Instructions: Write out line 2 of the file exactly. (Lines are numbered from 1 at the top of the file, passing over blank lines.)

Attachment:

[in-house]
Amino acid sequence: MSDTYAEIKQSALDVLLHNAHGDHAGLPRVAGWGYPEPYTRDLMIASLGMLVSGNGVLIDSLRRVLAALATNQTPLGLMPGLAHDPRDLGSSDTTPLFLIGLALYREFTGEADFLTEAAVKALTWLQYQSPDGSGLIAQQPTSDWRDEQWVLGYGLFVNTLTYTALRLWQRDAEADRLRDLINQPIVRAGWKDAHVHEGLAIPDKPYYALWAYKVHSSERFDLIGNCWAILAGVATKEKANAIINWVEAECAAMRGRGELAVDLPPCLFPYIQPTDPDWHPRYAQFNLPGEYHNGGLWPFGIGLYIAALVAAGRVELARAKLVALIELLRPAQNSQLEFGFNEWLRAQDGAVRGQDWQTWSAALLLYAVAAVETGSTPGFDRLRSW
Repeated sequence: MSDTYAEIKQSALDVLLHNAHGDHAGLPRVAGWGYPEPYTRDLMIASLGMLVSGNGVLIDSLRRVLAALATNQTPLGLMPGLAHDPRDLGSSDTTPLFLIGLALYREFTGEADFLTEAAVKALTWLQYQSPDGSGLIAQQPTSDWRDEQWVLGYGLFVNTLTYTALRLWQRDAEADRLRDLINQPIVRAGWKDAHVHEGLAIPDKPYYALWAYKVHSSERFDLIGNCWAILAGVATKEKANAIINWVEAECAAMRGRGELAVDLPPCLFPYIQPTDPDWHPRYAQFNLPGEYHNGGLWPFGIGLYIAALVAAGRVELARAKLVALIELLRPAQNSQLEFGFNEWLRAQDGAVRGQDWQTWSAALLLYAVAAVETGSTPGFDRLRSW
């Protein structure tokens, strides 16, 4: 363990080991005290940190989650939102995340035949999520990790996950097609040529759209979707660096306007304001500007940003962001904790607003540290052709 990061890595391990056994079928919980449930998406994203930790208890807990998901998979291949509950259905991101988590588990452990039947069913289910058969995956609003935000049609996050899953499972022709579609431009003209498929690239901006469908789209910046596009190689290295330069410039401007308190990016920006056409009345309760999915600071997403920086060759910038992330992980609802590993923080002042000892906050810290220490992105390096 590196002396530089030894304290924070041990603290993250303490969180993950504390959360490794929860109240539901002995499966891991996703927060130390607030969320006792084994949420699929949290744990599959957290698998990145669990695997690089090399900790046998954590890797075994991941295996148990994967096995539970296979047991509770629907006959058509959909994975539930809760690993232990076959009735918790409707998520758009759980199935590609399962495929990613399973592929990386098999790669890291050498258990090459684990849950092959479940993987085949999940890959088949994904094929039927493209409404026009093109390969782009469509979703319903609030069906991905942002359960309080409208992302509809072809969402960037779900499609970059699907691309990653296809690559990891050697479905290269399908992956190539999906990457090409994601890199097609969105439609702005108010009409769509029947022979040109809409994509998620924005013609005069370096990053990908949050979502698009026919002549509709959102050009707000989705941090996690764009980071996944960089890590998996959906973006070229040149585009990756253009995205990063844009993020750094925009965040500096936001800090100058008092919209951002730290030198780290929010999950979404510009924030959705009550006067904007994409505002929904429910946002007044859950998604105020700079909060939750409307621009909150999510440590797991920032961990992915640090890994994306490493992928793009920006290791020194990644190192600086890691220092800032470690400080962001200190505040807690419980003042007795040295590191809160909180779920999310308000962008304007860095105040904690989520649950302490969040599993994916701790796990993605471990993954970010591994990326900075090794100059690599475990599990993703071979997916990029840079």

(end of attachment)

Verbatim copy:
Amino acid sequence: MSDTYAEIKQSALDVLLHNAHGDHAGLPRVAGWGYPEPYTRDLMIASLGMLVSGNGVLIDSLRRVLAALATNQTPLGLMPGLAHDPRDLGSSDTTPLFLIGLALYREFTGEADFLTEAAVKALTWLQYQSPDGSGLIAQQPTSDWRDEQWVLGYGLFVNTLTYTALRLWQRDAEADRLRDLINQPIVRAGWKDAHVHEGLAIPDKPYYALWAYKVHSSERFDLIGNCWAILAGVATKEKANAIINWVEAECAAMRGRGELAVDLPPCLFPYIQPTDPDWHPRYAQFNLPGEYHNGGLWPFGIGLYIAALVAAGRVELARAKLVALIELLRPAQNSQLEFGFNEWLRAQDGAVRGQDWQTWSAALLLYAVAAVETGSTPGFDRLRSW